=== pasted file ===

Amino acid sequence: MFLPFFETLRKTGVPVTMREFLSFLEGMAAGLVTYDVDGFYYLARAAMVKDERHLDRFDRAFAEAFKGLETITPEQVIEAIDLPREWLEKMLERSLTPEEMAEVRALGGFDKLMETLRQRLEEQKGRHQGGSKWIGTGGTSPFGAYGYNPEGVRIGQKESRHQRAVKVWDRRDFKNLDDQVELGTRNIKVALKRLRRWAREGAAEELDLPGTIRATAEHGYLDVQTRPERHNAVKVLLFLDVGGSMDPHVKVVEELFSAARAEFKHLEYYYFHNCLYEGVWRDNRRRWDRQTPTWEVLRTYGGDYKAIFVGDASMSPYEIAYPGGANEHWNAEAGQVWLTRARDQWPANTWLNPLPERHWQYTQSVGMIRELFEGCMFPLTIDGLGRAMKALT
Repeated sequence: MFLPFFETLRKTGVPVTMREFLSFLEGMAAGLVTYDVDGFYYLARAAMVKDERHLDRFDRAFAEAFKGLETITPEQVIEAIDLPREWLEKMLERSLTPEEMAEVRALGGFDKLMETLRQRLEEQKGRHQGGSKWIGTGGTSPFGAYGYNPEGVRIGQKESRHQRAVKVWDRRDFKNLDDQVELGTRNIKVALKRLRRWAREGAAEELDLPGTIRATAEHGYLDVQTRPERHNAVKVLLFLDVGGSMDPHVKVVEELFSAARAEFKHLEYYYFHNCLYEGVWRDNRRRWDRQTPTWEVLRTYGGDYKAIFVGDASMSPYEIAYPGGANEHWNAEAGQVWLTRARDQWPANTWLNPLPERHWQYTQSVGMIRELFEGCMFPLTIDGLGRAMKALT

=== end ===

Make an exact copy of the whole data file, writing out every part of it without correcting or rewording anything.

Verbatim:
Amino acid sequence: MFLPFFETLRKTGVPVTMREFLSFLEGMAAGLVTYDVDGFYYLARAAMVKDERHLDRFDRAFAEAFKGLETITPEQVIEAIDLPREWLEKMLERSLTPEEMAEVRALGGFDKLMETLRQRLEEQKGRHQGGSKWIGTGGTSPFGAYGYNPEGVRIGQKESRHQRAVKVWDRRDFKNLDDQVELGTRNIKVALKRLRRWAREGAAEELDLPGTIRATAEHGYLDVQTRPERHNAVKVLLFLDVGGSMDPHVKVVEELFSAARAEFKHLEYYYFHNCLYEGVWRDNRRRWDRQTPTWEVLRTYGGDYKAIFVGDASMSPYEIAYPGGANEHWNAEAGQVWLTRARDQWPANTWLNPLPERHWQYTQSVGMIRELFEGCMFPLTIDGLGRAMKALT
Repeated sequence: MFLPFFETLRKTGVPVTMREFLSFLEGMAAGLVTYDVDGFYYLARAAMVKDERHLDRFDRAFAEAFKGLETITPEQVIEAIDLPREWLEKMLERSLTPEEMAEVRALGGFDKLMETLRQRLEEQKGRHQGGSKWIGTGGTSPFGAYGYNPEGVRIGQKESRHQRAVKVWDRRDFKNLDDQVELGTRNIKVALKRLRRWAREGAAEELDLPGTIRATAEHGYLDVQTRPERHNAVKVLLFLDVGGSMDPHVKVVEELFSAARAEFKHLEYYYFHNCLYEGVWRDNRRRWDRQTPTWEVLRTYGGDYKAIFVGDASMSPYEIAYPGGANEHWNAEAGQVWLTRARDQWPANTWLNPLPERHWQYTQSVGMIRELFEGCMFPLTIDGLGRAMKALT